Anne Carson

Topics: Writing, Kate Winslet, Fiction Pages: 3 (978 words) Published: October 11, 2012
Kiersten Baxley
Professor Shirokova
English 1102
12 September 2012
Anne Carson’s Lessons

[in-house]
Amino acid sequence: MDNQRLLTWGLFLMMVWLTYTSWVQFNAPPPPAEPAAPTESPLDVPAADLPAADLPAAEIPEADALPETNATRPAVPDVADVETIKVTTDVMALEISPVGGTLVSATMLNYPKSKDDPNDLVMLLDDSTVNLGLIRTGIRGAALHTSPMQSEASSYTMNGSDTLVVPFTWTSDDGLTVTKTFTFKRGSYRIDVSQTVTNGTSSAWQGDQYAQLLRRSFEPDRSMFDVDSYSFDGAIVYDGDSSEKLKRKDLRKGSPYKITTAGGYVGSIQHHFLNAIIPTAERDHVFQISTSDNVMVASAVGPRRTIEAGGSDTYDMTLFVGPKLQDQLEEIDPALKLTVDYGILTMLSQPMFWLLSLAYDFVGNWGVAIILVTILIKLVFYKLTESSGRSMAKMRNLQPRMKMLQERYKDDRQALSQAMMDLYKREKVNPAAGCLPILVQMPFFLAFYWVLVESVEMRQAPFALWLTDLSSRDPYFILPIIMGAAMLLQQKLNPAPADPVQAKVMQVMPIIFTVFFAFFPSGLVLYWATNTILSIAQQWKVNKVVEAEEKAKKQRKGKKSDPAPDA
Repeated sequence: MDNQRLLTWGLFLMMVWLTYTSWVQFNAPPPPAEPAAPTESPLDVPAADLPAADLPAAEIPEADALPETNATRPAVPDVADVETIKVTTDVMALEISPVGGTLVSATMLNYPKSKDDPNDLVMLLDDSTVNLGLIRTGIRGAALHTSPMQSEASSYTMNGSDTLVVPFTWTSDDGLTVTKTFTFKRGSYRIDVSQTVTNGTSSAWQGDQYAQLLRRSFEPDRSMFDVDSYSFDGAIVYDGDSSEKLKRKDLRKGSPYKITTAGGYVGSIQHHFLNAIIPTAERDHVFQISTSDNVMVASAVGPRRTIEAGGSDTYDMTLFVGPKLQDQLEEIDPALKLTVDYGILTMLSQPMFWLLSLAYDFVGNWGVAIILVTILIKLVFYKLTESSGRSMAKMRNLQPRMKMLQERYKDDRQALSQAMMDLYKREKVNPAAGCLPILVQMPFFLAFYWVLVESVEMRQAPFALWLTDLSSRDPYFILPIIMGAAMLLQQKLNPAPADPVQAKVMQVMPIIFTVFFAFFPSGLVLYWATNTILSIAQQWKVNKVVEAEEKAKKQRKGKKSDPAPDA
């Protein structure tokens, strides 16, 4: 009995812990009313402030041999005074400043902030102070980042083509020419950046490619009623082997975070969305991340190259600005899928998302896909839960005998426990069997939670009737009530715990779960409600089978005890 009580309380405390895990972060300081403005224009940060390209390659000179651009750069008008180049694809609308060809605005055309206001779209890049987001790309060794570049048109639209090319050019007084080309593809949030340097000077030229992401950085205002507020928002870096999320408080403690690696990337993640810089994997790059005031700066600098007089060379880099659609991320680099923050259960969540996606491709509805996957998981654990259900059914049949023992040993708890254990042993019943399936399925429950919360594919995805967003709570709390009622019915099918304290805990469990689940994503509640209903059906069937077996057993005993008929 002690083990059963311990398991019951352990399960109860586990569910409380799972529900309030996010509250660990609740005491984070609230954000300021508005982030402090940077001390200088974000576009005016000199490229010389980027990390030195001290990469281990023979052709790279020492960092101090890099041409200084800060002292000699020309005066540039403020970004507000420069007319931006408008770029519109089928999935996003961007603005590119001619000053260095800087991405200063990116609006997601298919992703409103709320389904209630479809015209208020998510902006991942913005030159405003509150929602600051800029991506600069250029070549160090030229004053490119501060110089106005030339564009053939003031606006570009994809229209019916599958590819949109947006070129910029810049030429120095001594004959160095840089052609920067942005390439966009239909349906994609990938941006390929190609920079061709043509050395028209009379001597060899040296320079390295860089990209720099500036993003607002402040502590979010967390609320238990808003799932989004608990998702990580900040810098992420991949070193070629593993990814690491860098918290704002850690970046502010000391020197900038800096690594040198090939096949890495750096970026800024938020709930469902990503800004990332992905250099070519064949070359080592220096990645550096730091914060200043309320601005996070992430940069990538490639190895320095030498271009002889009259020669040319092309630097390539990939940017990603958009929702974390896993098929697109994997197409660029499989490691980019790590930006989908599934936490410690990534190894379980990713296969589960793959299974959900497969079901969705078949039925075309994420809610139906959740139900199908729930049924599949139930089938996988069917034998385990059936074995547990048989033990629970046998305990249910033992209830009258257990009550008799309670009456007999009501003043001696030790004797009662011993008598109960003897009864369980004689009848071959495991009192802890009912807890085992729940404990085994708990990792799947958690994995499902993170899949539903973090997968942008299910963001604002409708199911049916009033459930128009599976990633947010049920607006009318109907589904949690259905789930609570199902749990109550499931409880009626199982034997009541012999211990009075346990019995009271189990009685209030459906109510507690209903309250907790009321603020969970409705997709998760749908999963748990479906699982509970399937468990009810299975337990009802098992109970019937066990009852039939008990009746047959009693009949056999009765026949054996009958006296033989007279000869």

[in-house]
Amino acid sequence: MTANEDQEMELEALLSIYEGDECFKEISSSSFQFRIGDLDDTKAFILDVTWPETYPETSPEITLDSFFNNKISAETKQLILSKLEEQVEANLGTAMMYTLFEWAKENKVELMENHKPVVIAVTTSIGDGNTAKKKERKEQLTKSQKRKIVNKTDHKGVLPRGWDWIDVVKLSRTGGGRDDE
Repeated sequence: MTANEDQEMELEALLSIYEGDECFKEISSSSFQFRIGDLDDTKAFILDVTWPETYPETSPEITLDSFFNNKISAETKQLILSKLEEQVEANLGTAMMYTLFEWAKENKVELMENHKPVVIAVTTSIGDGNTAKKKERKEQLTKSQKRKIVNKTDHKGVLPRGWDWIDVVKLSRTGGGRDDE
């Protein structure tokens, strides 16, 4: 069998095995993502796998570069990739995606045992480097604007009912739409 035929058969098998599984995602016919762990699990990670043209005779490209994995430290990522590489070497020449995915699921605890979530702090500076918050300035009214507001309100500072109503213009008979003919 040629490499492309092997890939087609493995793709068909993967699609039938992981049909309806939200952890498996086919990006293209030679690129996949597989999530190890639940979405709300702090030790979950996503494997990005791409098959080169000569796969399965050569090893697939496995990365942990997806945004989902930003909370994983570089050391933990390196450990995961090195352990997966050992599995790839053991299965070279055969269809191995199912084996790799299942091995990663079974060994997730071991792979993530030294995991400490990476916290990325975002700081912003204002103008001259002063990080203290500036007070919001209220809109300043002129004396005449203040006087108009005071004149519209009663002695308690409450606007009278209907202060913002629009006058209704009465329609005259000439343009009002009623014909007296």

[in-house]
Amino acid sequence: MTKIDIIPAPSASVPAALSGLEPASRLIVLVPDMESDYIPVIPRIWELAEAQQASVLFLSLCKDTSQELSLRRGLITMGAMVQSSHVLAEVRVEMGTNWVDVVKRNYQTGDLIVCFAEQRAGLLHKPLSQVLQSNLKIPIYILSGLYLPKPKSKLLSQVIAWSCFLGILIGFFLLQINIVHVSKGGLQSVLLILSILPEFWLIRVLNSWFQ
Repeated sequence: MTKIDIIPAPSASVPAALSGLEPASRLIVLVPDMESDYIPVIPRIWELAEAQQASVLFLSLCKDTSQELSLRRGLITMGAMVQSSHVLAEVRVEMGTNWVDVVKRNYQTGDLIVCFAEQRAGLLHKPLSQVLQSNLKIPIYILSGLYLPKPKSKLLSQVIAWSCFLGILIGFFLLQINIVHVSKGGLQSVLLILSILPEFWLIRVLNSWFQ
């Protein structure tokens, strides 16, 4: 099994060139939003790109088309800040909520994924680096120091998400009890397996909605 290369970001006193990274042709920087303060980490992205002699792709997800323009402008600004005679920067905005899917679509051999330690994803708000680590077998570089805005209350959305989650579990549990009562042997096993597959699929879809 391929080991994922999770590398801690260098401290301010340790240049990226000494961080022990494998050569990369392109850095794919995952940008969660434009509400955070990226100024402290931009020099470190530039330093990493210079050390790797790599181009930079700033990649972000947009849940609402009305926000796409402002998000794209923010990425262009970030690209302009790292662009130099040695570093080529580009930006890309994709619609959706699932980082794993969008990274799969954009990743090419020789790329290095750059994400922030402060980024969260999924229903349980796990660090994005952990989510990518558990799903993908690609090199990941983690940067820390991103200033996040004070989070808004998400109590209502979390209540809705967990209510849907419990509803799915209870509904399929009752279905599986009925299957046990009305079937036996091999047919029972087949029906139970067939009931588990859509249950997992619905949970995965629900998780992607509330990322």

Anne Carson is a very intelligent and well rounded writer. When I first read Anne Carson’s “Short Talks”, I was seriously confused. At first, I thought she was an abstract writer that wrote just to write. But then I took a second look at her work and realized there was much more to it than just crazy jumbled ideas. “Short Talks” is a mixture of many elements. It has argumentation, facts, personal opinions, and an unconventional way of writing. As I was rereading the “Short Talks”, I noticed names, facts, and a lesson to go along with each “Short Talk.” This persuaded me to do some research so the stories would start to make more sense. After completing my research, I have come to the conclusion that “Short Talks” has been created to teach the reader a lesson, teach them about a historical figure, and to enable the reader to think outside of the box. I do not like reading something and have no idea what is being discussed; and that is what I liked about Anne Carson’s “Short Talks”, she prompts the reader to think in a critical manner thus persuading them to want to learn about what they are reading. For the reader to fully understand this style of reading, one needs to research Anne Carson’s background. Next the reader needs to research the main topics of each short talk. Anne Carson truly enables the reader to think outside of the box when she uses this less conventional way of writing since most authors do not use this style of writing. Most writers use a more “normal” approach to their writings. “Short Talks” seem to teach the reader some sort of lesson when they read them. Take the short talk “On Major and Minor” for example, Anne states, “ There are more major things than minor things...” I believe that she is portraying that there are people all around the world that turn very small things into much larger issues than it should be (Bartholomae and Petrosky...
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